The increase in the number and variety of “cluster” and “competitiveness” projects in USAID programs since the late 1990s has been accompanied by considerable confusion about concepts and terms. This paper attempts to clarify cluster theory and summarize research on USAID-supported cluster activities. It explains the different uses of the term competitiveness and distinguishes between cluster initiatives and broader efforts to increase the competitiveness of firms, industries and countries.
Employment growth is strongly predicted by smaller average establishment size, both across cities and across industries within cities, but there is little consensus on why this relationship exists. Traditional economic explanations emphasize factors that reduce entry costs or raise entrepreneurial returns, thereby increasing net returns and attracting entrepreneurs. A second class of theories hypothesizes that some places are endowed with a greater supply of entrepreneurship. Evidence on sales per worker does not support the higher returns for entrepreneurship rationale.
We investigate the speed at which clusters of invention for a technology migrate spatially following breakthrough inventions. We identify breakthrough inventions as the top 1% of US inventions for a technology during 1975–1984 in terms of subsequent citations. Patenting growth is significantly higher in cities and technologies where breakthrough inventions occur after 1984 relative to peer locations that do not experience breakthrough inventions.
Economic development always has been a moving target. Not surprisingly, there is growing evidence that the shape of economic policy and practice is changing significantly in many American states at the dawn of the 21st century. This new approach has public officials addressing new issues, using new tools, and beginning to experience new types of results. It is called cluster-based economic analysis and strategy development. This article reviews key literature and events that point to a new phase emerging in state economic development.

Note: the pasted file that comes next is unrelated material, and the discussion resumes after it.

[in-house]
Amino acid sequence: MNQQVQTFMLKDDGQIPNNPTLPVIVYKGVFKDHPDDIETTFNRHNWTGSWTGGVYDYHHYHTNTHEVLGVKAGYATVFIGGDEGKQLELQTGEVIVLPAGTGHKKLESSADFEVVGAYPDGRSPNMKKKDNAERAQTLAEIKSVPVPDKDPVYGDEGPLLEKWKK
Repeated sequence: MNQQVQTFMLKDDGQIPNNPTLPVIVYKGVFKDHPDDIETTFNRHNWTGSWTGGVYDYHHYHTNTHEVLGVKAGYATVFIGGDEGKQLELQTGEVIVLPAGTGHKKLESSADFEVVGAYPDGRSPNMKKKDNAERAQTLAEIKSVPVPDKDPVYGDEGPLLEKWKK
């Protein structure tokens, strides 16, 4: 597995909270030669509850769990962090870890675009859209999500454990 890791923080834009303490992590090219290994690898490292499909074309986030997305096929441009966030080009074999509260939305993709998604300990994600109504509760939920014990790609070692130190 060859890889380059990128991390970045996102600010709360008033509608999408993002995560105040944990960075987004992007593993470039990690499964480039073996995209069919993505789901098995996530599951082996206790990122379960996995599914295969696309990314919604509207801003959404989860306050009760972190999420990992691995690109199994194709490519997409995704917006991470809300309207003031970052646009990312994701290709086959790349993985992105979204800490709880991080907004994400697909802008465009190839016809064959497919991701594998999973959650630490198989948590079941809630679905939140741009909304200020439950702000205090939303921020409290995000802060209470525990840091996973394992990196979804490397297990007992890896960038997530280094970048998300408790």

As the world struggles to emerge from economic recession, national, regional, and local governments are seeking new, cost-effective ways to stimulate growth and job creation. One of the most interesting strategies is the development of economic clusters of innovation. Traditionally, these clusters have been defined by specific geographies and colocation. The Cisco® Internet Business Solution Group (IBSG) hypothesizes that with the advent of new communication and collaboration technologies, geography need not be the overriding factor for a successful cluster.
Innovation is the critical component of long-term economic prosperity, driving productivity growth and (if spread across key sectors of the economy) ensuring broad-based economic growth. Sparking innovation, however, requires capital (which is threatened by the current economic downturn), skilled-labor, scientific and technological advances, and creative collaboration between government and the private sector. Innovation cannot be dictated, but it can be cultivated.
In an era of increasing global competition and urbanization, many rural areas in the United States struggle to maintain their economic vitality and viability. Although there is no single comprehensive measure of economic performance, researchers agree that rural areas of the United States, in general, have historically underperformed urban areas. Typically, per capita income is lower than in metropolitan areas overall, the incidence of poverty is higher, and education levels lag.
Cluster strategies have the potential to accelerate regional economic growth, but only if they are properly understood and applied. This Governor’s Guide examines the changing economic environment in which clusters function, summarizes the lessons learned from recent experience, and offers practical recommendations for cluster initiatives that governors can take to strengthen their states’ economies.
Twenty years after Harvard Business School professor Michael Porter introduced the concept to the policy community and 10 years after its wide state adoption, clusters—geographic concentrations of interconnected firms and supporting or coordinating organizations—have reemerged as a key tool and rubric in Washington and in the nation’s economic regions.
Investing in activities that support the creation and expansion of high-growth companies and jobs is at the forefront of technology-based economic development (TBED). TBED fosters a climate where new and existing companies that develop technology and continuously innovate will thrive. Understanding the trends that are affecting and influencing TBED can help guide investment priorities for practitioners and policymakers across the nation.